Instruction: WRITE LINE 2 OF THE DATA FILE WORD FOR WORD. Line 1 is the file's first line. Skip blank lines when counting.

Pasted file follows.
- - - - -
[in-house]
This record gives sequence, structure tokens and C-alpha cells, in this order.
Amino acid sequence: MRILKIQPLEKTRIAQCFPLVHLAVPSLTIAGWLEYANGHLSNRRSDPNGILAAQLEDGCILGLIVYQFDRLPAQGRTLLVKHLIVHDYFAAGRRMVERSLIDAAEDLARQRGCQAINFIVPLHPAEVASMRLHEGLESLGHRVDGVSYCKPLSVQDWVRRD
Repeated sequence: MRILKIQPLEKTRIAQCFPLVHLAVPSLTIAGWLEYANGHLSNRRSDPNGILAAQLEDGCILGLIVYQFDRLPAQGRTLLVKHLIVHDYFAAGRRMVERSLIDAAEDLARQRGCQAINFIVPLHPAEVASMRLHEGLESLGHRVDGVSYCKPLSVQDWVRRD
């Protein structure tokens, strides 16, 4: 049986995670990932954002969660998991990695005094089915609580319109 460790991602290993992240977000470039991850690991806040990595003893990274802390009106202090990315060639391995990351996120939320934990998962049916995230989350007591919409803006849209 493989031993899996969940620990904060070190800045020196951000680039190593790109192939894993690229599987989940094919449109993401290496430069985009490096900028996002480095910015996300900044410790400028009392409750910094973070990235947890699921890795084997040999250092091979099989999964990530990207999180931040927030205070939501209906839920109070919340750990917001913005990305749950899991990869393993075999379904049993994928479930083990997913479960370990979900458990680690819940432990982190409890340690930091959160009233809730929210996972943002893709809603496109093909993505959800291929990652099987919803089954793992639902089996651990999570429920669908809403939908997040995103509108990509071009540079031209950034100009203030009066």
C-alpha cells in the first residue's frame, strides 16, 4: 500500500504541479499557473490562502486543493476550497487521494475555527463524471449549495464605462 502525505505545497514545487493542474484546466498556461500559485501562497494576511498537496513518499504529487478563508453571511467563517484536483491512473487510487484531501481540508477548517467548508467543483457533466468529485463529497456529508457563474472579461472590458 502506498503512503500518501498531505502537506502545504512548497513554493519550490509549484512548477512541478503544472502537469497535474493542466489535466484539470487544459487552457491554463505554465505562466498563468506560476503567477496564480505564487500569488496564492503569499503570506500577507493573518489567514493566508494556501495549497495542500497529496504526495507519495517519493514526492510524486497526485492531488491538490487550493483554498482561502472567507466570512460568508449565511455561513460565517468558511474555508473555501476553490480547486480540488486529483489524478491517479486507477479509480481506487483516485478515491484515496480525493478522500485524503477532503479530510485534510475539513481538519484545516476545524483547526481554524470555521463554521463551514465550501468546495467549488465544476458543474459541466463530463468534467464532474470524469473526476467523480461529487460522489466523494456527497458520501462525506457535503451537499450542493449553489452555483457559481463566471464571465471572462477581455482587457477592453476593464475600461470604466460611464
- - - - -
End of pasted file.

This record gives sequence, structure tokens and C-alpha cells, in this order.